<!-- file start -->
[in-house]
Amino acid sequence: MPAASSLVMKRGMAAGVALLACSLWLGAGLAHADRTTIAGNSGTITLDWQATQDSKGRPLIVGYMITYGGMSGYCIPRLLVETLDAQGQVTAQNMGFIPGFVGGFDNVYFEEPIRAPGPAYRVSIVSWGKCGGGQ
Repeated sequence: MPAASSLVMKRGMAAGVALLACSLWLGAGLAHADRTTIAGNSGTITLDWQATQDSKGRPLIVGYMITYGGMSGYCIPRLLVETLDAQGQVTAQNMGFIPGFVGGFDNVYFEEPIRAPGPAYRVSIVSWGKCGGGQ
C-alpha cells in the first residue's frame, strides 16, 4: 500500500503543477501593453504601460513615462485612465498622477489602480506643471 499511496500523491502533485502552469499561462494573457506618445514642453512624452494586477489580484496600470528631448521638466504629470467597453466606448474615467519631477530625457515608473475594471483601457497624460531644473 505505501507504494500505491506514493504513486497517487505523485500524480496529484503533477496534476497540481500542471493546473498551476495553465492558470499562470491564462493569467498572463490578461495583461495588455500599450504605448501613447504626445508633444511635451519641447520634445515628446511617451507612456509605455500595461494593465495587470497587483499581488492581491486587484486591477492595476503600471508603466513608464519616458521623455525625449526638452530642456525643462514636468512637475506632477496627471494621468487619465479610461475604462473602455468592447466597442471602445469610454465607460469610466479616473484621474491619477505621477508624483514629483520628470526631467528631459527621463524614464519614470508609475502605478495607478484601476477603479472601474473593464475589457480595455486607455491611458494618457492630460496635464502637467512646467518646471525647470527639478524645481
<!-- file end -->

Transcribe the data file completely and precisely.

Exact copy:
[in-house]
Amino acid sequence: MPAASSLVMKRGMAAGVALLACSLWLGAGLAHADRTTIAGNSGTITLDWQATQDSKGRPLIVGYMITYGGMSGYCIPRLLVETLDAQGQVTAQNMGFIPGFVGGFDNVYFEEPIRAPGPAYRVSIVSWGKCGGGQ
Repeated sequence: MPAASSLVMKRGMAAGVALLACSLWLGAGLAHADRTTIAGNSGTITLDWQATQDSKGRPLIVGYMITYGGMSGYCIPRLLVETLDAQGQVTAQNMGFIPGFVGGFDNVYFEEPIRAPGPAYRVSIVSWGKCGGGQ
C-alpha cells in the first residue's frame, strides 16, 4: 500500500503543477501593453504601460513615462485612465498622477489602480506643471 499511496500523491502533485502552469499561462494573457506618445514642453512624452494586477489580484496600470528631448521638466504629470467597453466606448474615467519631477530625457515608473475594471483601457497624460531644473 505505501507504494500505491506514493504513486497517487505523485500524480496529484503533477496534476497540481500542471493546473498551476495553465492558470499562470491564462493569467498572463490578461495583461495588455500599450504605448501613447504626445508633444511635451519641447520634445515628446511617451507612456509605455500595461494593465495587470497587483499581488492581491486587484486591477492595476503600471508603466513608464519616458521623455525625449526638452530642456525643462514636468512637475506632477496627471494621468487619465479610461475604462473602455468592447466597442471602445469610454465607460469610466479616473484621474491619477505621477508624483514629483520628470526631467528631459527621463524614464519614470508609475502605478495607478484601476477603479472601474473593464475589457480595455486607455491611458494618457492630460496635464502637467512646467518646471525647470527639478524645481